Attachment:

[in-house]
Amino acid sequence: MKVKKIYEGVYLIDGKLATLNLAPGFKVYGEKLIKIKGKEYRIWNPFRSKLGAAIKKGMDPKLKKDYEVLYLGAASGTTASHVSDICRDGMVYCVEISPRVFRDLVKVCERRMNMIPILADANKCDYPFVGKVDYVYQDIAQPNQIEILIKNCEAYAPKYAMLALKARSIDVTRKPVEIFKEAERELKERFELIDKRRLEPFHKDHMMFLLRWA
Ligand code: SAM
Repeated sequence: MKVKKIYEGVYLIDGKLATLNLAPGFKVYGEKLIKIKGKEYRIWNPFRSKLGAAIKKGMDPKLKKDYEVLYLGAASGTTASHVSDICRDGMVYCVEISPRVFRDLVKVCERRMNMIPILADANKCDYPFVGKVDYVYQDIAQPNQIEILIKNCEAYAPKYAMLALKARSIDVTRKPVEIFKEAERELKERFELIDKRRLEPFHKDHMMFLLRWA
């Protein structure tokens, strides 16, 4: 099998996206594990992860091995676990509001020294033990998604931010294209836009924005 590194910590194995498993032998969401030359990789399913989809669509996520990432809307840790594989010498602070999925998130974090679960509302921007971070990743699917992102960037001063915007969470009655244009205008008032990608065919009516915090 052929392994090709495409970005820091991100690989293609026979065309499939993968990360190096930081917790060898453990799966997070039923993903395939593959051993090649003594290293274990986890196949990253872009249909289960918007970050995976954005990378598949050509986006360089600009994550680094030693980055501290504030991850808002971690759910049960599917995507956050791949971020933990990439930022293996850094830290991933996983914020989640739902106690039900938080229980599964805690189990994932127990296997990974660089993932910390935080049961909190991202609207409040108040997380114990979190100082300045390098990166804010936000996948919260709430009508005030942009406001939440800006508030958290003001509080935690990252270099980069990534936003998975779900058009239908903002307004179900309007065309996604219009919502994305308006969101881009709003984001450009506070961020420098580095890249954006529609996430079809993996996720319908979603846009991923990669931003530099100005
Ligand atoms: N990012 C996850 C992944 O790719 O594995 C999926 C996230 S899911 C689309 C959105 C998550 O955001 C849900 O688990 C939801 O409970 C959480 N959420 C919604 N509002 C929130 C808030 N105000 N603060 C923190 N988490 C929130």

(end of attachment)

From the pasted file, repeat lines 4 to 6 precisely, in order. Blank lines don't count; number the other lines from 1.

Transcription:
Repeated sequence: MKVKKIYEGVYLIDGKLATLNLAPGFKVYGEKLIKIKGKEYRIWNPFRSKLGAAIKKGMDPKLKKDYEVLYLGAASGTTASHVSDICRDGMVYCVEISPRVFRDLVKVCERRMNMIPILADANKCDYPFVGKVDYVYQDIAQPNQIEILIKNCEAYAPKYAMLALKARSIDVTRKPVEIFKEAERELKERFELIDKRRLEPFHKDHMMFLLRWA
């Protein structure tokens, strides 16, 4: 099998996206594990992860091995676990509001020294033990998604931010294209836009924005 590194910590194995498993032998969401030359990789399913989809669509996520990432809307840790594989010498602070999925998130974090679960509302921007971070990743699917992102960037001063915007969470009655244009205008008032990608065919009516915090 052929392994090709495409970005820091991100690989293609026979065309499939993968990360190096930081917790060898453990799966997070039923993903395939593959051993090649003594290293274990986890196949990253872009249909289960918007970050995976954005990378598949050509986006360089600009994550680094030693980055501290504030991850808002971690759910049960599917995507956050791949971020933990990439930022293996850094830290991933996983914020989640739902106690039900938080229980599964805690189990994932127990296997990974660089993932910390935080049961909190991202609207409040108040997380114990979190100082300045390098990166804010936000996948919260709430009508005030942009406001939440800006508030958290003001509080935690990252270099980069990534936003998975779900058009239908903002307004179900309007065309996604219009919502994305308006969101881009709003984001450009506070961020420098580095890249954006529609996430079809993996996720319908979603846009991923990669931003530099100005
Ligand atoms: N990012 C996850 C992944 O790719 O594995 C999926 C996230 S899911 C689309 C959105 C998550 O955001 C849900 O688990 C939801 O409970 C959480 N959420 C919604 N509002 C929130 C808030 N105000 N603060 C923190 N988490 C929130």